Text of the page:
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Believers in traditional food preparation, ecological farming, trade without money and living a waste-free lifestyle. | We are all about thoughtful consumerism.

We produce organic, waste-free, vegetables, fruits, flowers, pastured eggs and raw milk and provide our produce directly to people and restaurants. No middle-man.

We forage wild foods, hunt wild game and hand-milk our cow.

We make long-ferment sourdough bread, raw dairy products, natural wine, pickles and preserves.

We run workshops and dinners, consult and speak about real food, traditional ecological food-raising and pre-industrial food preparation.

We love living like this and we couldn’t imagine it any other way.

Wild clam & soybean salad

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Wild clam & soybean salad


This recipe goes with our pickled carrot and preparing beans posts. Once you've got those nailed, this one is easy.
Turns out we can't catch fish. We followed all the traditional fish catching rules but got barely a bite. So for the last two weeks of our time in NZ we lived off tuatua for our meat. And they were delicious. Tuatua are an indigenous New Zealand species in the clam family (just like a pipi). Traditionally everyone makes Tuatua fritters with them in New Zealand. But we think this recipe is heaps better (sorry tradition).
Every few days we would go down to the beach and hand-collect our dinner. Some days, you could just walk along and pick them up from the shoreline, other days – you had to wetsuit up and get in there. But no matter what, they were prolific – it was so easy to collect them it was almost unfair. We used all the things we had lying around in the fridge for this one – pre-cooked soy beans from the day before, pickled carrots from a week before, cress grown by Barry (our beach neighbour) and our tuatua, fresh from the ocean. The biggest surprise of all from this one: the soybeans made the dish.

Field notes:


Eat more of them! Just make sure they are organically grown and non-GM. We have only recently fallen in love with soy beans cooked and eaten whole just like other beans. They are completely delicious, filling and full of healthy goodness. Eating them whole requires less processing then tofu and tempeh and no packaging compared (assuming you aren't making you're own tofu or tempeh of course).

There is a lot of fear around soy but as with all things balance is the key. We eat a diverse range of grains and legumes and love them all!


As they are generally harvested by hand there are no damaging effects on the ocean floor.

As long as population numbers are being maintained tuatua’s/pipis/clams are considered sustainable. However, some areas have seasons that they must be harvested within and in other areas the supply is largely unknown.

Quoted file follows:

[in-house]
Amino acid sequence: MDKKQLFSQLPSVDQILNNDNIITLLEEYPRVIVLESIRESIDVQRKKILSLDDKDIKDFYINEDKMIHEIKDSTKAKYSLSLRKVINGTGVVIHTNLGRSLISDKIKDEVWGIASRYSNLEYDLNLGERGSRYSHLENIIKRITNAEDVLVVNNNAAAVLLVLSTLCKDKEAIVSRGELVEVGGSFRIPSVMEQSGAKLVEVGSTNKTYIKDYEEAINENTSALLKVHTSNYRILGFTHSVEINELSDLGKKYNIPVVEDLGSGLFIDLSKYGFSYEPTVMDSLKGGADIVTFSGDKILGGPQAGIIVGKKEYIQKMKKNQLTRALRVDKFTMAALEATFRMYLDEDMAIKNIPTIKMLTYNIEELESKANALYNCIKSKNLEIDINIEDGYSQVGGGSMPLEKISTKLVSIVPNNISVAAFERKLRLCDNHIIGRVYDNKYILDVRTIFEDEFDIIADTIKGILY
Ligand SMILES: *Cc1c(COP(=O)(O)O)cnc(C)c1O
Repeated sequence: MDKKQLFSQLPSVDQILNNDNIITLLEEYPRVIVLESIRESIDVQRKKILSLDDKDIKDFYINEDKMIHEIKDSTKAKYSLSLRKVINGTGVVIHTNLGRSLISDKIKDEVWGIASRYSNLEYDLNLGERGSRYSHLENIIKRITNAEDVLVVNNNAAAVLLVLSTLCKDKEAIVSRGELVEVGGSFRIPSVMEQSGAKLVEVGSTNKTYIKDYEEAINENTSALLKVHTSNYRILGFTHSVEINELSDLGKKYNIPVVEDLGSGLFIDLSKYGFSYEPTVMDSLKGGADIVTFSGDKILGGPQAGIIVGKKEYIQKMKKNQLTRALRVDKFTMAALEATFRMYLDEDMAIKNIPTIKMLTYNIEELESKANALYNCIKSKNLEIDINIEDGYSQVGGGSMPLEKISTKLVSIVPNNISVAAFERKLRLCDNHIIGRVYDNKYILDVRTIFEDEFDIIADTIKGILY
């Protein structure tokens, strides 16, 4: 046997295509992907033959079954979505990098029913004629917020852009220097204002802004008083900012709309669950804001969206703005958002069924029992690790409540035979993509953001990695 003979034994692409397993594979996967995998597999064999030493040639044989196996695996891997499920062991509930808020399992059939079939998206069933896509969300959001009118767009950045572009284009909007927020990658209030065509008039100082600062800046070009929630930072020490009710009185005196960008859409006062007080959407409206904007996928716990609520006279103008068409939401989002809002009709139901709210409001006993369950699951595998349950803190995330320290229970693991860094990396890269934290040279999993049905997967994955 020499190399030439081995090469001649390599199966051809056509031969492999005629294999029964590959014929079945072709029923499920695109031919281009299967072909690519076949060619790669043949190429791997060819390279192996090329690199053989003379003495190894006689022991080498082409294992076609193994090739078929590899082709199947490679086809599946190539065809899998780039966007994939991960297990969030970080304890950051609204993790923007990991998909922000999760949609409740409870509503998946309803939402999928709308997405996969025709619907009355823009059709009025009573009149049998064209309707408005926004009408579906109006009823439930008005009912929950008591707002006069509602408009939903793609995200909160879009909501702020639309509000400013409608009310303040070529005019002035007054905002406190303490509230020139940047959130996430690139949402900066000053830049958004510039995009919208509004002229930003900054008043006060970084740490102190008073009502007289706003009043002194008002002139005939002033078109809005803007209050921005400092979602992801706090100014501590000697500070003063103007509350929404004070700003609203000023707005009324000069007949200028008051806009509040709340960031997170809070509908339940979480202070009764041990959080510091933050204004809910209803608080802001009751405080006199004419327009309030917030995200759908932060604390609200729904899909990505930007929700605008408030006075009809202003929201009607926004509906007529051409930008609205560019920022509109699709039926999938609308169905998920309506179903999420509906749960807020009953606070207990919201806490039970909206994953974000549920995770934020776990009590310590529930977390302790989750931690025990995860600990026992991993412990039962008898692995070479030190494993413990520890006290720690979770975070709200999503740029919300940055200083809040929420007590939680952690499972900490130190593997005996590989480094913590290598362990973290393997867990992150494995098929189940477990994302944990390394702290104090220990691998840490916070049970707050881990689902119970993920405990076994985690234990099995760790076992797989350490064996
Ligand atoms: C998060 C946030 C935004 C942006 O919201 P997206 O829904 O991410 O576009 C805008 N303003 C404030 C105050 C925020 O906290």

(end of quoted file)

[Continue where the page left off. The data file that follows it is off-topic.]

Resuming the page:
In NZ and Australia harvesting tuatua and/or pipis is considered sustainable or undefined and in most areas you can collect them year round.


Serves 4 side-dishes // Time 20-30 mins

Tuatua or pipis are best eaten after they are left to sit in a bucket of salt water for 12-24 hours before cooking, as this allows them to eliminate any sand in them. Additionally, feeding them some flour (any type) helps them to spit out the sand inside them. 


For preparing the tuatua 
40-50 tuatua
Juice of ½ a lemon or lime
Big splash of good olive oil
2 cloves garlic, crushed
1 tsp of chilli flakes
1 tsp tamari/soy sauce

For the salad
½ cup of quick pickled carrot and some of the garlic, ginger and chilli from the jar too
¼ cup of cooked soybeans
The cooked, de-shelled tuatua
1 big bunch of watercress (no main stem if big plant, equates to one cup of cooked greens)

For the dressing 
3 tbsp vinegar mixture from pickled carrot
2 tbsp of good olive oil
1 tsp of sauce reduction
A squeeze of lime


The tuatua 
• Combine all ingredients except the tuatua in a pan. Drain Tuatua and wash in fresh water to get off remaining salt water. Add Tuatua to the pan and steam fry until all the shells have opened.
• De-shell tuatua and set aside. Keep liquid for dressing (see below).

The salad
• Steam fry watercress for 5 minutes, or until just wilting. Drain and combine with all remaining ingredients

The dressing
• Reduce liquid from tuatua preparation at a simmer in a broad sauce pan until it forms a thick sauce.
• Combine one tablespoon of this reduction with all remaining ingredients and shake. 
• Pour over salad and serve. You can serve this dish as a main meal or as a side salad. Our preference is as a side salad, served with rice. 


PS. It's confusing knowing what is sustainable. To help, Sustainable Table have released a sustainable seafood guide for Australia called The Good Fish Book, an eBook that gives you all the information you need and some great recipes. Support the people that support us.